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Saturday, February 18, 2006

The Art of Patience

This beautiful creature sat with me on my favourite sofa one day last summer. We both basked in the sun. In fact, he (she?) was truly patient, and waited around while I dived upstairs for my camera, and took one or two photographs. Then s/he sat around some more, until one of the cats came, and decided to investigate. Discretion being the better part of valour, s/he flew off, out into the day.

Sometimes, there are moments when all you can do is sit with something or someone, and be patient. I spent a lot of time sitting with paintings, my own, both in process and finished, and with other people's work, usually in museums or galleries. It never ceases to amaze me how quickly people drift through art galleries, giving scant attention to each picture, occasionally pausing in front of something they find interesting. I have been known to sit for an hour with a favourite painting, or just with something that appealed. After about twenty minutes, I find my attention waning, but I know that if I wait just a bit longer, there will be even more to see in that picture. I make notes, too, mostly about how the painting feels to me, about what I might make, myself, in the future. Or just whatever comes to mind. I haven't done that in a while. Maybe it's time to do it again.


Valeri said...

What a thought provoking post. And how true. I remember as an art student going up to London to look at the galleries and spending hours, almost days in front of various paintings that appealed to me and yet now I waltz past things barely taking in the details, not really knowing whether I like them or not, whether they speak to me or not and all because of the God Time! I must get back into the wonderment and awe that I had as a student and open up to visions and let time go hang occasionally. Thank you for the heavy nudge!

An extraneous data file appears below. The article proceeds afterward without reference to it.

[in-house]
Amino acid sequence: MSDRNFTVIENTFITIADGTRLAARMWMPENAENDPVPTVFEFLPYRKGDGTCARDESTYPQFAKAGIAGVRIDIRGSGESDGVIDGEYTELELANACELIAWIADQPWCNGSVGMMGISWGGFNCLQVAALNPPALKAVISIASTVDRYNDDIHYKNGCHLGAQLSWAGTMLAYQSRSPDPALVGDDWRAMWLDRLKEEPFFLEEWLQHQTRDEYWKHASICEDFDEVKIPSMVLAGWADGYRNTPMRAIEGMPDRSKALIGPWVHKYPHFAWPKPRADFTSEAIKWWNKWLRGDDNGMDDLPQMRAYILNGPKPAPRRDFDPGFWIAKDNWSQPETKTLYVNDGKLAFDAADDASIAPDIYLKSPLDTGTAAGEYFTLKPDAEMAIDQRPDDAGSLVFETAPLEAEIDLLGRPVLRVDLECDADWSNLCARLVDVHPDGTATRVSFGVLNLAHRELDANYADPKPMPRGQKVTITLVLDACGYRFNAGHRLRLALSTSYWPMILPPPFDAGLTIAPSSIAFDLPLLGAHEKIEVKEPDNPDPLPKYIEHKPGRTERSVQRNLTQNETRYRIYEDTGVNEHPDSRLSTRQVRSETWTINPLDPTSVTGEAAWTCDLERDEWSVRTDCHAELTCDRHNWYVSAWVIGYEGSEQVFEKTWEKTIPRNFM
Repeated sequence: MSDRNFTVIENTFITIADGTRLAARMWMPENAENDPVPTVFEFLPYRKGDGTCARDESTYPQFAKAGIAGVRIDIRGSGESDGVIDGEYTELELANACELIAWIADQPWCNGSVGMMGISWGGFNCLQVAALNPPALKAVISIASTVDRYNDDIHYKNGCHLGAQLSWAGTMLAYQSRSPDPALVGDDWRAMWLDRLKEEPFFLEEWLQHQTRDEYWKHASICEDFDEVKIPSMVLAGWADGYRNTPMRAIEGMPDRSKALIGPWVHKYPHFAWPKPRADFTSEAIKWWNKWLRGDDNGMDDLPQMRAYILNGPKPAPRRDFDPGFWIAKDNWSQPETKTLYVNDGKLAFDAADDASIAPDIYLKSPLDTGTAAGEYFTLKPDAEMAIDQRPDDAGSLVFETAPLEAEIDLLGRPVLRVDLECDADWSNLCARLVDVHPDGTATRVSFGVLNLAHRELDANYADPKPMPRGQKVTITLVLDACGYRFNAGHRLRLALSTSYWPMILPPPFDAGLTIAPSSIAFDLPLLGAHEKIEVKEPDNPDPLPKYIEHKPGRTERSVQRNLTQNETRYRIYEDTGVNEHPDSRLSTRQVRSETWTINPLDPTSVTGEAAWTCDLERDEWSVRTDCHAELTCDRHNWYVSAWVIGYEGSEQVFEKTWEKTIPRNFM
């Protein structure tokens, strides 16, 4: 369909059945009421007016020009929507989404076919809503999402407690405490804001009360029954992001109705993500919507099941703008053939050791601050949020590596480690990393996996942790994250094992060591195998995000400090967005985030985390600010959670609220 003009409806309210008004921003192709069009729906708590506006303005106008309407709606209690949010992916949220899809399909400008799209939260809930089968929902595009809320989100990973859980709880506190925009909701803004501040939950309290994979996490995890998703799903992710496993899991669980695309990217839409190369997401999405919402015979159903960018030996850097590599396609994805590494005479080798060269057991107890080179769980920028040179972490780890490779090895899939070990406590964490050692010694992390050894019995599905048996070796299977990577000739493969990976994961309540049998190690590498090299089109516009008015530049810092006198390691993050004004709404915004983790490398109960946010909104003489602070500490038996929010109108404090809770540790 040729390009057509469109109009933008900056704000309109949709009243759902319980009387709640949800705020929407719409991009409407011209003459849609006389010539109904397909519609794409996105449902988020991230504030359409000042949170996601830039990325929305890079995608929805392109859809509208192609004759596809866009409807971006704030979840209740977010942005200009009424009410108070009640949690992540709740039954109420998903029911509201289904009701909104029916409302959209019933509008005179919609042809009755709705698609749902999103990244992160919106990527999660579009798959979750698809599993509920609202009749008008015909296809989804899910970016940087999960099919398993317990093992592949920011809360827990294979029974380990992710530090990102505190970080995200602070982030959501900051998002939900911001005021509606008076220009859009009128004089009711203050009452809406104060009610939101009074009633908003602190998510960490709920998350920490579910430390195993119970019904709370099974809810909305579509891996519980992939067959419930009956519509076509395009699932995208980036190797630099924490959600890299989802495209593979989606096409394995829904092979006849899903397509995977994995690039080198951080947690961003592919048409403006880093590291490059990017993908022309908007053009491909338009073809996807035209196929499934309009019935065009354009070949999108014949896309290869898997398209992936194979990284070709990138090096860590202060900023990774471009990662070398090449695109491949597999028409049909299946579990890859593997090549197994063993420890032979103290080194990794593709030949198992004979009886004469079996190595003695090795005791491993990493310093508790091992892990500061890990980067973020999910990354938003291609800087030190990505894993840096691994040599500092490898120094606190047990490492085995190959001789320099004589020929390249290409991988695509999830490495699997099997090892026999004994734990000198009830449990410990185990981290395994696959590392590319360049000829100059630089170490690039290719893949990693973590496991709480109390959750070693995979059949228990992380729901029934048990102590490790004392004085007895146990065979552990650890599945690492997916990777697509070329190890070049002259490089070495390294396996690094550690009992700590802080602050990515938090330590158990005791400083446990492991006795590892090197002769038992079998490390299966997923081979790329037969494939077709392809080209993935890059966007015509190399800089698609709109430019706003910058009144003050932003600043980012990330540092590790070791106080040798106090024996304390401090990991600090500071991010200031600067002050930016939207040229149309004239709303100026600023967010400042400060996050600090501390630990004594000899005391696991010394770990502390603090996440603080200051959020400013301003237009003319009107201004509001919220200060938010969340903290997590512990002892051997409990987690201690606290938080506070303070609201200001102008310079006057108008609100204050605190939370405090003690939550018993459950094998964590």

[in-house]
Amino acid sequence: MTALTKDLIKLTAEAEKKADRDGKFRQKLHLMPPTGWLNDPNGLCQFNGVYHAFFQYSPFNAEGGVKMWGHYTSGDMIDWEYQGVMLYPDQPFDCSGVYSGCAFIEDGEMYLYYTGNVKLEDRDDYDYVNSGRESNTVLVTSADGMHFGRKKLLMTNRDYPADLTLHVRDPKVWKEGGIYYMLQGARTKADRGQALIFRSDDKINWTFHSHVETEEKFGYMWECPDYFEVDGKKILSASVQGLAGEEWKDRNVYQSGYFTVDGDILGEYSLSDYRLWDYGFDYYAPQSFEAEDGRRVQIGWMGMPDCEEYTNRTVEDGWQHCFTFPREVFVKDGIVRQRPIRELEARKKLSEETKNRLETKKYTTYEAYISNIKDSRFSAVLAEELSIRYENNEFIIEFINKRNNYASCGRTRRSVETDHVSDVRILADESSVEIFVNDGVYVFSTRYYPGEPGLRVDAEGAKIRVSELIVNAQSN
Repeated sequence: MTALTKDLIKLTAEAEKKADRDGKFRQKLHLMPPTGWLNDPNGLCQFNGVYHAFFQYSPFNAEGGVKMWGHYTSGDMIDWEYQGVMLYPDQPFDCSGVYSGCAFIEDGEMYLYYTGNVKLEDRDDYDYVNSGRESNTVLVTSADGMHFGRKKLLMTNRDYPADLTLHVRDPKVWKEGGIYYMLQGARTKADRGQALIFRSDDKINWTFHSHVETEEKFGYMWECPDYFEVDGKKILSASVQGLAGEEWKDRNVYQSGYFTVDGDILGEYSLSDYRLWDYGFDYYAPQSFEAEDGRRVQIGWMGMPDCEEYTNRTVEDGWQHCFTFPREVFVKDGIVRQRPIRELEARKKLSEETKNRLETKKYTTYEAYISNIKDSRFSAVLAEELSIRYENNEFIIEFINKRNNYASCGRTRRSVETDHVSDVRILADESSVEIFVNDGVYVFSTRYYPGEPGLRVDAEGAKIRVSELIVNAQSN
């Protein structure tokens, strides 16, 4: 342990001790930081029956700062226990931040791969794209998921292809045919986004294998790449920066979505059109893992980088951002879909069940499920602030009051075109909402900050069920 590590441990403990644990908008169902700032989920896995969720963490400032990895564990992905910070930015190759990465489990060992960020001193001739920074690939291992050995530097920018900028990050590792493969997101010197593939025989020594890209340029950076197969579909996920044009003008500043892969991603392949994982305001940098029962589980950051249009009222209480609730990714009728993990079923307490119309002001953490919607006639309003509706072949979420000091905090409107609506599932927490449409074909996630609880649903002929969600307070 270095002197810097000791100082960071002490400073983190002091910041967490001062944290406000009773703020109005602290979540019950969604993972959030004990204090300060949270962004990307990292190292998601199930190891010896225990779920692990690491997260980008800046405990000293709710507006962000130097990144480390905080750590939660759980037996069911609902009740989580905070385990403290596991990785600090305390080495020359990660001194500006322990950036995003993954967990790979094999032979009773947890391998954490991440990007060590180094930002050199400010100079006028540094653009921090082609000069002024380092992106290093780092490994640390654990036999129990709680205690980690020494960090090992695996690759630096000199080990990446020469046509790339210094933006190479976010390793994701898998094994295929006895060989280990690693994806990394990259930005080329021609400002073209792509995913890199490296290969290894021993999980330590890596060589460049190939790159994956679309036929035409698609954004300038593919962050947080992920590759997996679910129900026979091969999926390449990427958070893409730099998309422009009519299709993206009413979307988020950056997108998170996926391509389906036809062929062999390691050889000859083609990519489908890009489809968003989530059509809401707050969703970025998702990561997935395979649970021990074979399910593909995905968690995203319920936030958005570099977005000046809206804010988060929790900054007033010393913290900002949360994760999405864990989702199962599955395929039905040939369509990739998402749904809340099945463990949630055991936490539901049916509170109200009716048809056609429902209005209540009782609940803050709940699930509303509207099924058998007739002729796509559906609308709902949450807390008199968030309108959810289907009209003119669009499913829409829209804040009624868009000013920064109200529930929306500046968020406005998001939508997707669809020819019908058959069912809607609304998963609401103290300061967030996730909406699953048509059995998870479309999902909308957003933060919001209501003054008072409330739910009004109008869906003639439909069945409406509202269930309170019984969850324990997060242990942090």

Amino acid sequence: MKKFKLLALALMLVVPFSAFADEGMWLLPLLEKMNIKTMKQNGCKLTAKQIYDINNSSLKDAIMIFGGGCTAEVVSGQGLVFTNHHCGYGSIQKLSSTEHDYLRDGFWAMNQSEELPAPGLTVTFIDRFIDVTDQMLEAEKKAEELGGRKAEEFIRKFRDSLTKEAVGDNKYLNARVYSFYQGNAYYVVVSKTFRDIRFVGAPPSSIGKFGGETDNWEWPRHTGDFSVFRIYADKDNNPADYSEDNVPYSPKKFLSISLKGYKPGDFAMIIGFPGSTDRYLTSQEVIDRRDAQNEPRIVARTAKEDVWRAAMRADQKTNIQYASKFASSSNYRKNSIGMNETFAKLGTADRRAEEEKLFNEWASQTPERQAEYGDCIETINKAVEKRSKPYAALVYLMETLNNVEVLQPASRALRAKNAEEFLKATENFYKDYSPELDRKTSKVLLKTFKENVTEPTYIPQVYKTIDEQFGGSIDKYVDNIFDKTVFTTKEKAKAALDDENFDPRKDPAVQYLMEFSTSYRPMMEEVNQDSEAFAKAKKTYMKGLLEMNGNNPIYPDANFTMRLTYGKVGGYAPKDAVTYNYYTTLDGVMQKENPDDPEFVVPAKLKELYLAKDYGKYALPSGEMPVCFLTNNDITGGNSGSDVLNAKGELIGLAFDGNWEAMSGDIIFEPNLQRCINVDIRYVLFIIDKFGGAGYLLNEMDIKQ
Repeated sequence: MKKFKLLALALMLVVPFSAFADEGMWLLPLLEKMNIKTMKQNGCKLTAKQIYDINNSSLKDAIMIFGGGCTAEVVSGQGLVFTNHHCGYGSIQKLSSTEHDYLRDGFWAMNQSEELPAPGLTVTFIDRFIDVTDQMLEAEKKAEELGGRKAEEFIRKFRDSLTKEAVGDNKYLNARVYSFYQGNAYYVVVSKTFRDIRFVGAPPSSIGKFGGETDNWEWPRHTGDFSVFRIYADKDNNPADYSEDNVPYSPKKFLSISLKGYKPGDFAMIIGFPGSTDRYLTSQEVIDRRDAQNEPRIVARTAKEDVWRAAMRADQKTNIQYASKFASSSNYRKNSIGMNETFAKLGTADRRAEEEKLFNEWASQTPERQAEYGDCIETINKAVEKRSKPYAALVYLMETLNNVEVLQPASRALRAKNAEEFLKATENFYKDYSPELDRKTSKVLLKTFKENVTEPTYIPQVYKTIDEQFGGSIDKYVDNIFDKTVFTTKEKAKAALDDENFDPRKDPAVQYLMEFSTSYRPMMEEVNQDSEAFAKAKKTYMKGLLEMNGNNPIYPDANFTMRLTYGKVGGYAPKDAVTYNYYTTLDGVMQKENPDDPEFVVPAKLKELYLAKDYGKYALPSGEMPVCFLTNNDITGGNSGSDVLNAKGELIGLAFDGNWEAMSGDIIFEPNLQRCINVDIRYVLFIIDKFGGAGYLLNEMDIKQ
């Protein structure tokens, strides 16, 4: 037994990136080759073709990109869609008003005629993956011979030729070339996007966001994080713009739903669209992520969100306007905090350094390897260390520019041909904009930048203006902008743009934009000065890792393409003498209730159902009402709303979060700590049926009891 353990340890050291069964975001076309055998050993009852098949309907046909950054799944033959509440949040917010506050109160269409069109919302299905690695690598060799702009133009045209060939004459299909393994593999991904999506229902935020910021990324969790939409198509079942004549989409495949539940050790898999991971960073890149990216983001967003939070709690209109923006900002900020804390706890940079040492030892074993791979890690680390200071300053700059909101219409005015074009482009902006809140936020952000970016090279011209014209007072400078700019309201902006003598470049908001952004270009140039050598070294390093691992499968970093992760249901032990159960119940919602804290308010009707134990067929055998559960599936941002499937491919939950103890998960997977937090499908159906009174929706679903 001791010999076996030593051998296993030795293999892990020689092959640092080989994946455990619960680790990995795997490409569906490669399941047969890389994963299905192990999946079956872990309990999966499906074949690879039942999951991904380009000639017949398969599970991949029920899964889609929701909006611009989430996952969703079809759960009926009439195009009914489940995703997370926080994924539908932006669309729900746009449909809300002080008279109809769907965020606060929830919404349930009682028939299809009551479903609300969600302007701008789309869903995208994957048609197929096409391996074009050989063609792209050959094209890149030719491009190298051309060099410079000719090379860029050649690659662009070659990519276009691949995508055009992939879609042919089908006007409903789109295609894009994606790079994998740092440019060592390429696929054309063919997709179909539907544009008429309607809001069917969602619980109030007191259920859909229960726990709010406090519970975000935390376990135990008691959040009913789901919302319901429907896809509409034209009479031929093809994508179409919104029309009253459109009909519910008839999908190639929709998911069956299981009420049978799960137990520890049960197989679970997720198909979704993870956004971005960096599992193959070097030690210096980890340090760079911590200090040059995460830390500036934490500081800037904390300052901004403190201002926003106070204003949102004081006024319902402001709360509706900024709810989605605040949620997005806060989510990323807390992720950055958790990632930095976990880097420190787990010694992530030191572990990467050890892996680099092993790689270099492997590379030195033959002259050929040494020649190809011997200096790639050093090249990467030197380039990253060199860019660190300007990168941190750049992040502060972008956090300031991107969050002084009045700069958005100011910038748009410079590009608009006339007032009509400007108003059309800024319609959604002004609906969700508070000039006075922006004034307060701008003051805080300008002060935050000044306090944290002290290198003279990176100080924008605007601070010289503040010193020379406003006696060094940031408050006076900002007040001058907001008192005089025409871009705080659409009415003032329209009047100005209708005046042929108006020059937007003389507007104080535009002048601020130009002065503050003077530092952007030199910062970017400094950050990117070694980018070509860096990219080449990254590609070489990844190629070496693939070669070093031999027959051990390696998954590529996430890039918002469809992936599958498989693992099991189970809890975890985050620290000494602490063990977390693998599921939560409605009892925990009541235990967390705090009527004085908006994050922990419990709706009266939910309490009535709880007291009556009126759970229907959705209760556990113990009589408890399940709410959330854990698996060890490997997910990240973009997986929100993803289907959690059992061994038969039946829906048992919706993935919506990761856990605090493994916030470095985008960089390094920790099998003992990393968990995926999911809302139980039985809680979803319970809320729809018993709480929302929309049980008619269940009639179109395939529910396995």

arashi said...

The Dallas Museum, a prominent fine artr museum in the US, sets its arts do that it its iuf to have esdeeef ojjjm of their ole ones. we get rminders not to stand in frontg o any one item too ong and thee is now plade to just sit and look at a wok. The fort Worh Museum of Modn Art is quite different. We ae lucky that the Anselm Kiefer exhibit is in Ft Worth.

Lynn said...

A perfect post for a Sunday, my more contemplative and less rush-about day of the week. The Buddhists have a phrase "cultivate patience" which is one I frequently must remind myself about. It takes time to make the transition from the whiz-bang life of a big American city to village life. My husband and I both have remarked to each other how just a trip to the butcher's can take half an hour because you must wait while the butcher blethers with the customers in front of you, and then when it's your turn, he must blether with you too. We feel the urge inside us to start backing toward the door even as he speaks, while our hearts tell us to "cultivate patience" and really experience this extraordinary (for us) connection with another ordinary mortal.

Thank you Marion for the reminder, particularly as it pertains to the observation of art and the life around us. Blessings on your head.

Omega said...

Your interesting post prompted too long a response, so I've put it in a post of my own.